A great deal of that is to do with the central character: a self-centred and unapproachable journalist. There’s an incredible moral ambivalence about him, best illustrated by one of his friends confessing to raping a college student and the journalist having no problem with that information and seeing no need to go to the police. Indeed this story only gets
Feb 26, 2011 rated it liked it
Shelves: read-in-2006
I didn't find this book to be scary either as I am very rarely frightened by books. I did have high hopes for it, as the American film version is one of the few movies that really creeped me out. (I'm a big horror film fan but none have stayed with me as long as The Ring. I can freak myself out just thinking about it.) I found the book interesting, but not scary. As mentioned by others, it is sufficiently different enough from the films to be engaging and I liked the differences very much. I'm c ...more
*I first gave it two stars, but the more I think about this book, the more pissed off I am.
Also, the following review is full of spoilers I didn't care enough to tag. You've been warned.

It has to be said that I don’t know a lot about the franchise. I never saw the films, the only thing I knew about it was that it involved a well because I am not that pop-uncultured. So when Abzalon gave me this book to read, I was excited to understand why this is as popular as it is. I was sorelely disappointed
Jessica Woodbury
Was so excited about this book and then it had to go and mess it all up. It's very creepy, has a great ticking clock device, and some excellent twists. And yet. The more I thought about the end of the book the more I realized that I couldn't in good conscience recommend it to anyone. So while I mostly enjoyed it at a 4-star level, I don't think its faults are redeemable.

This book includes not just one but multiple rapists as characters (both major and minor). And while at one point it's unclear
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topics  posts  views  last activity   
Japanese horror/thrillers 2 21 Dec 20, 2018 05:45PM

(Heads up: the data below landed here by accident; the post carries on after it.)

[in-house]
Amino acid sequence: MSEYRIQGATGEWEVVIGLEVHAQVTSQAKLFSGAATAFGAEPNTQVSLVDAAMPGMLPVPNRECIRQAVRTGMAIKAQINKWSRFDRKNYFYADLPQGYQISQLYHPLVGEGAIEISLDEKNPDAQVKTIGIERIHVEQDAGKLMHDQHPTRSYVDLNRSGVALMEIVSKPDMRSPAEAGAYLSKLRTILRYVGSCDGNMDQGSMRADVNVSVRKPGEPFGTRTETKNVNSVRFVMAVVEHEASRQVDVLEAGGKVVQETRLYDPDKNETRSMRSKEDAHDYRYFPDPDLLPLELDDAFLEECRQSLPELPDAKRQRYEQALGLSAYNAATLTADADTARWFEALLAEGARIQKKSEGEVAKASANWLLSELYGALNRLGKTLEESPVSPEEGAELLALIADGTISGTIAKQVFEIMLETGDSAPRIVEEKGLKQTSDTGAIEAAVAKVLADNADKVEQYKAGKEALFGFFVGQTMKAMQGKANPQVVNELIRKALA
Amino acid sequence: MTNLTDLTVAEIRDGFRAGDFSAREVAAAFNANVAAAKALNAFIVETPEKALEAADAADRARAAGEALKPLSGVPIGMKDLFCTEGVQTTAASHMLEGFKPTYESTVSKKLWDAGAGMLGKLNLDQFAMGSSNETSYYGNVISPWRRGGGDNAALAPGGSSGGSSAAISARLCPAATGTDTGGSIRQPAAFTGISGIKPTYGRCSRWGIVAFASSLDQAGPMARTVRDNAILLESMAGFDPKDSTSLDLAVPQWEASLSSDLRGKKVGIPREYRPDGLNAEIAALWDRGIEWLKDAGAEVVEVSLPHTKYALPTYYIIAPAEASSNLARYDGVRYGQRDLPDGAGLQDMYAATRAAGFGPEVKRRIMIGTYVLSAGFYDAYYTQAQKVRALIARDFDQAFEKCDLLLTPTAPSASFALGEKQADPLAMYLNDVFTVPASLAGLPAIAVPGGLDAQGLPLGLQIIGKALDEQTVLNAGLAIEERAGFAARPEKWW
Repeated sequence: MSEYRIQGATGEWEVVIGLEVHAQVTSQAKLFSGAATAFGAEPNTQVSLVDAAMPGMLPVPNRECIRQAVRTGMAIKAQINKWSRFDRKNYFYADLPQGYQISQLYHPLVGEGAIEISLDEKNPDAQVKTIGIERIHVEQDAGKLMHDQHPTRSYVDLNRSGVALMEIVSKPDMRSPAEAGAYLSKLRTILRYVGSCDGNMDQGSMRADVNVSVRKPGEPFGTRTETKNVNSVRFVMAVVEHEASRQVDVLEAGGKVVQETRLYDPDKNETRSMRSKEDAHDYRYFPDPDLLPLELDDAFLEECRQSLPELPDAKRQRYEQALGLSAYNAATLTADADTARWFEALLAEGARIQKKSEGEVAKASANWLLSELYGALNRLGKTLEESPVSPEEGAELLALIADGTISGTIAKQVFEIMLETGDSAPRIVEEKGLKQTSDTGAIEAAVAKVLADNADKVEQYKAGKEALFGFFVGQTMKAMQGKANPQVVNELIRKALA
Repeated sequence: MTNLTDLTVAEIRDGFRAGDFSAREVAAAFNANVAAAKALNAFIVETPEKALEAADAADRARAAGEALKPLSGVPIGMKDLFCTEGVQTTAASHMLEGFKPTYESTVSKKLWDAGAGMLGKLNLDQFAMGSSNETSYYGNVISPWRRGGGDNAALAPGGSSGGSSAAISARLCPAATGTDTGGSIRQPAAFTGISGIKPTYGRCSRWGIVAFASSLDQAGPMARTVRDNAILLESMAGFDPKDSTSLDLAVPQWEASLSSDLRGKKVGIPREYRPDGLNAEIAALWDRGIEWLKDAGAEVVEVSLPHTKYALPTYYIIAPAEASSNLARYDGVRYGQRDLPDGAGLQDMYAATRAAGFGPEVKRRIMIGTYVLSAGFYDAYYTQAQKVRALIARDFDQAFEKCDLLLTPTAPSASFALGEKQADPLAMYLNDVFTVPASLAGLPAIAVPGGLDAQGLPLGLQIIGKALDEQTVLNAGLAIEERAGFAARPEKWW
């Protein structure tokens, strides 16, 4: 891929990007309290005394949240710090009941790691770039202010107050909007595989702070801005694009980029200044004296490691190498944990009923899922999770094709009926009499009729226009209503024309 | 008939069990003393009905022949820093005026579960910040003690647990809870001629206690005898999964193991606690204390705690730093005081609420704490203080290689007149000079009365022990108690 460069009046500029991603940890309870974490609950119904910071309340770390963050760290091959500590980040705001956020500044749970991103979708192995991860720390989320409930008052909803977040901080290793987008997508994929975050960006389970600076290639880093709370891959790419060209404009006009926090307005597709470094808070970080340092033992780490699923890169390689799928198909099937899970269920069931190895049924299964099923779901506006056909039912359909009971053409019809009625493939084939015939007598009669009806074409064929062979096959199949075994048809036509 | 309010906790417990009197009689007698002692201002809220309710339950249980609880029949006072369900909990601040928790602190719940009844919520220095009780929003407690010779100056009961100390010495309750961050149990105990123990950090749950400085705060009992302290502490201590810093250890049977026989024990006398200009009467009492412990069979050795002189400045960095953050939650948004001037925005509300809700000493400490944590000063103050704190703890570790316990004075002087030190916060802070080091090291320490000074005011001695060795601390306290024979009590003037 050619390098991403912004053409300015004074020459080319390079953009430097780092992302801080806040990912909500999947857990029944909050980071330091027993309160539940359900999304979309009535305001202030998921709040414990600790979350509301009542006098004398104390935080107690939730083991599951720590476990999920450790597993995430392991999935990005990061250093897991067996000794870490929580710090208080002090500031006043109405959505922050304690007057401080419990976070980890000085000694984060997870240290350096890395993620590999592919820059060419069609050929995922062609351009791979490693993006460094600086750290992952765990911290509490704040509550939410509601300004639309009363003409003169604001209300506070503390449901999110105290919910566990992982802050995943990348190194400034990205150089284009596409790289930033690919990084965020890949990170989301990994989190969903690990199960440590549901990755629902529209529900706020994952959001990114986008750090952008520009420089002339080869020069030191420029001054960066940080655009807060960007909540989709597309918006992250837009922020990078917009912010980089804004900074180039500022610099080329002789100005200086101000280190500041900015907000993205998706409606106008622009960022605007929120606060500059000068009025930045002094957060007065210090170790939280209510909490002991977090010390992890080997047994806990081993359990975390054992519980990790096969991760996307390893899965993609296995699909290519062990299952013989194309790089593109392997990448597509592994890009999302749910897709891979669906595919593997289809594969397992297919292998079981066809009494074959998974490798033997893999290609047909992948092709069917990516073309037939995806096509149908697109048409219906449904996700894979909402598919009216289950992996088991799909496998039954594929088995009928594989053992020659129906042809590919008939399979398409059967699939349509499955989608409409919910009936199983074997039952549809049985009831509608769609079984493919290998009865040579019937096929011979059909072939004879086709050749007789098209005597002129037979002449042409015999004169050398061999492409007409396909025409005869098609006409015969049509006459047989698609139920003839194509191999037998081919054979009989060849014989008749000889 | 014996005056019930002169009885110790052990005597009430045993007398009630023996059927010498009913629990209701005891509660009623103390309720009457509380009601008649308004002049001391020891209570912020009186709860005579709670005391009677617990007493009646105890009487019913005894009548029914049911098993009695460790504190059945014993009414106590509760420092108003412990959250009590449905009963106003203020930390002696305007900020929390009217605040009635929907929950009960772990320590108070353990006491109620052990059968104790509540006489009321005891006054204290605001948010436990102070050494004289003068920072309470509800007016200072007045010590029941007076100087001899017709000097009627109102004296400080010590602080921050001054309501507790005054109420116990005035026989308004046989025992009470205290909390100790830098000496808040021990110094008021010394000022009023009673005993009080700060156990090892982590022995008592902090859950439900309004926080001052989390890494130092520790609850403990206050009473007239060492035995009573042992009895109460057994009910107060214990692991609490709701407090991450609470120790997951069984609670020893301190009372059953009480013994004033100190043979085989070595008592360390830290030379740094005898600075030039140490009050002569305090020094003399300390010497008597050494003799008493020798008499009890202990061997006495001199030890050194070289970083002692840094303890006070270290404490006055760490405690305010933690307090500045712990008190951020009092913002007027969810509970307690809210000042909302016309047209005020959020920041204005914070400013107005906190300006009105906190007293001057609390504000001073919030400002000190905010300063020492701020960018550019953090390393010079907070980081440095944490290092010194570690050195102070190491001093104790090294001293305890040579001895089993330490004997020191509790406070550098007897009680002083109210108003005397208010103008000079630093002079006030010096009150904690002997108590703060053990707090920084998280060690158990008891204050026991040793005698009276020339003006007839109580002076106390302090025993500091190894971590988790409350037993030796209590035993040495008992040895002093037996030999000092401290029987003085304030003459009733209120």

Classic Trash: Ring: In Progress (No Spoilers) 19 27 Oct 20, 2018 12:56AM  
Anyone read books in more than one languages? 2 8 May 10, 2017 02:10PM  
Horror Aficionados : Ring: subgenre and recs? 2 26 Apr 18, 2017 05:30PM  
Around the Year i...: Ring, by Koji Suzuki 7 25 Feb 18, 2016 05:01AM  
Goodreads Librari...: Wrong page count 3 167 Jan 02, 2014 10:46AM  
Goodreads Librari...: Book Details Need Adding 2 22 Jun 05, 2013 04:40AM  

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Suzuki Kōji (鈴木光司) is a Japanese writer, who was born in Hamamatsu and currently lives in Tokyo. Suzuki is the author of the Ring novels, which has been adapted into a manga series. He has written several books on the subject of fatherhood. He is currently on the selection committee for the Japan Fantasy Novel Award.

His recent novel Edge puts the main theme on Feynman point.

Other books in the series

Ring (6 books)
  • Spiral (Ring, #2)
  • Loop (Ring, #3)
  • Birthday (Ring, #4)
  • S (Ring, #5)
  • タイド [Taido] (Ring, #6)

Articles featuring this book

Hollywood has a long-standing tradition of adapting horror novels into frightening films. From 1930s classics like Dracula and...
102 likes · 70 comments
“Think! There's nothing certain in our future! All we can hope for is a vague continuation. But in spite of that, you're going to keep on living. You can't give up on life just because it's vague. It's a question of possibilities...” 26 likes
“You know, a lot of strange things happen in this world.” 5 likes
More quotes…